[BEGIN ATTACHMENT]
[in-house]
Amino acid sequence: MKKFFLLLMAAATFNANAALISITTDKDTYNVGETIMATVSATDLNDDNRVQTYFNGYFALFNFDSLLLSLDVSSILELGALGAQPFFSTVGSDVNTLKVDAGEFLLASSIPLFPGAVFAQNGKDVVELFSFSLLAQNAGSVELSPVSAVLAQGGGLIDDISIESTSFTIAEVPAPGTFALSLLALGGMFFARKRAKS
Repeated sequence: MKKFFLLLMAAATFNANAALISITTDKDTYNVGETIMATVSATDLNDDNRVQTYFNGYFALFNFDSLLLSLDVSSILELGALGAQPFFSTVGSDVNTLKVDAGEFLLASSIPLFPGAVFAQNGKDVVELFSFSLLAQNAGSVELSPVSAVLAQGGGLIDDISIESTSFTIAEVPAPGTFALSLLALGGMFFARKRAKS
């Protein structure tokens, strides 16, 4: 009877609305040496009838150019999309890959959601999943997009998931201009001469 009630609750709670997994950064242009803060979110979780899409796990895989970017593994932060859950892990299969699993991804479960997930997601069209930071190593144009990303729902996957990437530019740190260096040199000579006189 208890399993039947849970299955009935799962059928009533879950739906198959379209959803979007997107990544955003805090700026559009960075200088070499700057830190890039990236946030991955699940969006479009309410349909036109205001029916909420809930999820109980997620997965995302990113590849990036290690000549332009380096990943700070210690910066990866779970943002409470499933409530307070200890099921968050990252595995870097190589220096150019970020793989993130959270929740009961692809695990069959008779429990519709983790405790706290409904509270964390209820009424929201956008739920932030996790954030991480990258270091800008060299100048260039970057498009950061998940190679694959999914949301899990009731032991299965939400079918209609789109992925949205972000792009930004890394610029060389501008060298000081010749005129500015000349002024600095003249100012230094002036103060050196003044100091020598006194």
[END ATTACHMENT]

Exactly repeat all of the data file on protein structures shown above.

[in-house]
Amino acid sequence: MKKFFLLLMAAATFNANAALISITTDKDTYNVGETIMATVSATDLNDDNRVQTYFNGYFALFNFDSLLLSLDVSSILELGALGAQPFFSTVGSDVNTLKVDAGEFLLASSIPLFPGAVFAQNGKDVVELFSFSLLAQNAGSVELSPVSAVLAQGGGLIDDISIESTSFTIAEVPAPGTFALSLLALGGMFFARKRAKS
Repeated sequence: MKKFFLLLMAAATFNANAALISITTDKDTYNVGETIMATVSATDLNDDNRVQTYFNGYFALFNFDSLLLSLDVSSILELGALGAQPFFSTVGSDVNTLKVDAGEFLLASSIPLFPGAVFAQNGKDVVELFSFSLLAQNAGSVELSPVSAVLAQGGGLIDDISIESTSFTIAEVPAPGTFALSLLALGGMFFARKRAKS
């Protein structure tokens, strides 16, 4: 009877609305040496009838150019999309890959959601999943997009998931201009001469 009630609750709670997994950064242009803060979110979780899409796990895989970017593994932060859950892990299969699993991804479960997930997601069209930071190593144009990303729902996957990437530019740190260096040199000579006189 208890399993039947849970299955009935799962059928009533879950739906198959379209959803979007997107990544955003805090700026559009960075200088070499700057830190890039990236946030991955699940969006479009309410349909036109205001029916909420809930999820109980997620997965995302990113590849990036290690000549332009380096990943700070210690910066990866779970943002409470499933409530307070200890099921968050990252595995870097190589220096150019970020793989993130959270929740009961692809695990069959008779429990519709983790405790706290409904509270964390209820009424929201956008739920932030996790954030991480990258270091800008060299100048260039970057498009950061998940190679694959999914949301899990009731032991299965939400079918209609789109992925949205972000792009930004890394610029060389501008060298000081010749005129500015000349002024600095003249100012230094002036103060050196003044100091020598006194």